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What’s been using your internet connection? Net Guard reveals all

09 August 2012, Mike Williams

Whether you’re worried about security, hoping to optimise download speeds, or just trying to save money, keeping an eye on how your internet connection is being used can be very helpful. Windows doesn’t provide many tools to help in this area, unfortunately, but there are plenty of third-party alternatives available – and Net Guard is a great example.

The program opens with a tiny toolbar which just displays the upload and download speeds for any currently open connections. And so you’ll have an immediate indicator which lets you know that a process has gone online.

If you need to know more, a single click on the toolbar will display the processes which have uploaded or downloaded the most data recently, along with the total amount of data you’ve transferred today.

And if even that isn’t enough, double-clicking the toolbar launches the main Net Guard window, where you’ll be able to take several different views on your online activities.

You might start by viewing your currently open internet connections, for instance. Net Guard displays these along with their initiating process, protocol, local and remote IP address, ports and more.

Quickly discover how your internet usage is going this month

The Net Monitor tab is a little more organised, displaying all processes which have gone online (whether they’re currently running or not), along with the amount of traffic they’ve generated.

If you’re more interested in the big picture then clicking Net Usage will plot your internet usage over the current month. It’s able to project how much you’re likely to use over the month as a whole. And you can even have Net Guard display a warning if this figure gets close to a critical limit for your internet account.

The program also has a few issues, of course. The toolbar proved annoying. This is small, so we placed it on the toolbar, where it seemed to fit well. But if you click elsewhere on the taskbar then Net Guard’s toolbar disappears. It’s now under the taskbar, and you have to right-click the Net Guard system tray icon, choose Hide Floating window, then Show Floating Window to bring it back.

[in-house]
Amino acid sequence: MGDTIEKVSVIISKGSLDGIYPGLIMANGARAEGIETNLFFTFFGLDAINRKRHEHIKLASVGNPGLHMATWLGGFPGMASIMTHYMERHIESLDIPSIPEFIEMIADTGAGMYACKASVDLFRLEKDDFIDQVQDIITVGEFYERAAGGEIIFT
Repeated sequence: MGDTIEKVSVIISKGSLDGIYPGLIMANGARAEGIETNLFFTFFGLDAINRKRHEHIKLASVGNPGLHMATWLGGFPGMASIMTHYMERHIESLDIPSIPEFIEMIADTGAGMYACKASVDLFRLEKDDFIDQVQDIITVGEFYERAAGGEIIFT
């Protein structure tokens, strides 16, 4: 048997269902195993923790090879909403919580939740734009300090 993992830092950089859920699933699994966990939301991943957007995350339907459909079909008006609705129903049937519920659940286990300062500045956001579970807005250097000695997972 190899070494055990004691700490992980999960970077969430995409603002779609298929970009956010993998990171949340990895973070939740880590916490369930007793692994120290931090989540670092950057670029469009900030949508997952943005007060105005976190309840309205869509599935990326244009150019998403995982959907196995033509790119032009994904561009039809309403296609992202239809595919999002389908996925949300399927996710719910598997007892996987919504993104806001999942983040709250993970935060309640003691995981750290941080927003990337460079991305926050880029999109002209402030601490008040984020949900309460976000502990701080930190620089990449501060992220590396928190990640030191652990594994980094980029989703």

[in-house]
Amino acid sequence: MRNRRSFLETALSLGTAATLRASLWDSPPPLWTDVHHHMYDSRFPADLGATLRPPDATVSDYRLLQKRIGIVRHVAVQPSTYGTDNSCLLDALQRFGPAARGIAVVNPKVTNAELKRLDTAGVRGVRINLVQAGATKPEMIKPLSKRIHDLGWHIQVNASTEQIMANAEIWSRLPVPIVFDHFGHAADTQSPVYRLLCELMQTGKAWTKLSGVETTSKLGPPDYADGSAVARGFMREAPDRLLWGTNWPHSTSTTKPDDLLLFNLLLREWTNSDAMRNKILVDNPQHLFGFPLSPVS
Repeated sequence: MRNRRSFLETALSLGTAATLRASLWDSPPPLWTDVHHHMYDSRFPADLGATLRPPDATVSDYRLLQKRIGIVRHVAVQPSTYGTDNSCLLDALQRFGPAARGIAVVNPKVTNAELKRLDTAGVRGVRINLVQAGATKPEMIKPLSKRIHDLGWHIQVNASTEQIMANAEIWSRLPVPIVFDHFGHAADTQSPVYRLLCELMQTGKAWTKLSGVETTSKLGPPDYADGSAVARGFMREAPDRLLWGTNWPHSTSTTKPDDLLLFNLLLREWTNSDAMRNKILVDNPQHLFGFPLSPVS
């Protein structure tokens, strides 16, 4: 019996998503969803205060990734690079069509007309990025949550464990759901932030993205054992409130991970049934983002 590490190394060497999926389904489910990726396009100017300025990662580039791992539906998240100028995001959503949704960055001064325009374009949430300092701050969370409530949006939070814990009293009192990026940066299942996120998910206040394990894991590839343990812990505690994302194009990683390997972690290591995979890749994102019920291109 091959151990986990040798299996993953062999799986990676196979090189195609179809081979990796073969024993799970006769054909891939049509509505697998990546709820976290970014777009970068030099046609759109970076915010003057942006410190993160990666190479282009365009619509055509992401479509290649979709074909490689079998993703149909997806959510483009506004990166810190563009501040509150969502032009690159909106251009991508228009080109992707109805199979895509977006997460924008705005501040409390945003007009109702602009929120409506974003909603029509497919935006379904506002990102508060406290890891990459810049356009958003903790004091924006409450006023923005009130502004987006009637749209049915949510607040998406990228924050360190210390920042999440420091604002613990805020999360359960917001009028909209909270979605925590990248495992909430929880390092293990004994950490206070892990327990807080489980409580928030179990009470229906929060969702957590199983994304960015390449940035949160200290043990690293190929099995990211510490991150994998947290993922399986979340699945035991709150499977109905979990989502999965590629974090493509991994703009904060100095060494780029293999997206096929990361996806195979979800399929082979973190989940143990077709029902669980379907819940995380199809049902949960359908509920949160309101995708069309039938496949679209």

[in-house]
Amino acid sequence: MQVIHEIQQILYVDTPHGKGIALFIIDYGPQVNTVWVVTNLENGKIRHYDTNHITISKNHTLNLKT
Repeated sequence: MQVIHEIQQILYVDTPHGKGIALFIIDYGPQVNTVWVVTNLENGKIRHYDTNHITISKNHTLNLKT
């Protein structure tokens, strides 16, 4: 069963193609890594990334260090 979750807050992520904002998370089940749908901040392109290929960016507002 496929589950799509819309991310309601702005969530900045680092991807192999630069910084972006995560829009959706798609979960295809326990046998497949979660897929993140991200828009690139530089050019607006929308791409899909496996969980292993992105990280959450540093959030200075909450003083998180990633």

The program can also feel a little inconsistent in places. Net Guard does offer a right-click “Kill” option to forcibly close a process, for instance, but this is only visible in the Net Monitor tab: if you’re using the Connections view then right-clicking won’t offer any options at all.

And this isn’t the most lightweight of tools, either. The program opened using just under 20MB of RAM on our test PC, and consumption rose from there, peaking for us at about 115MB. That’s not a huge deal, unless you’re running it on a seriously underpowered system, but you might want to keep an eye on this, just to make sure it doesn’t become a problem.

After spending a while playing around with Net Guard, though, we still like the program overall: it’s capable, detailed, configurable and easy to use. Which isn’t bad at all, for a free tool, and if you’re looking to take more control over your internet connection then it’s definitely worth a closer look.

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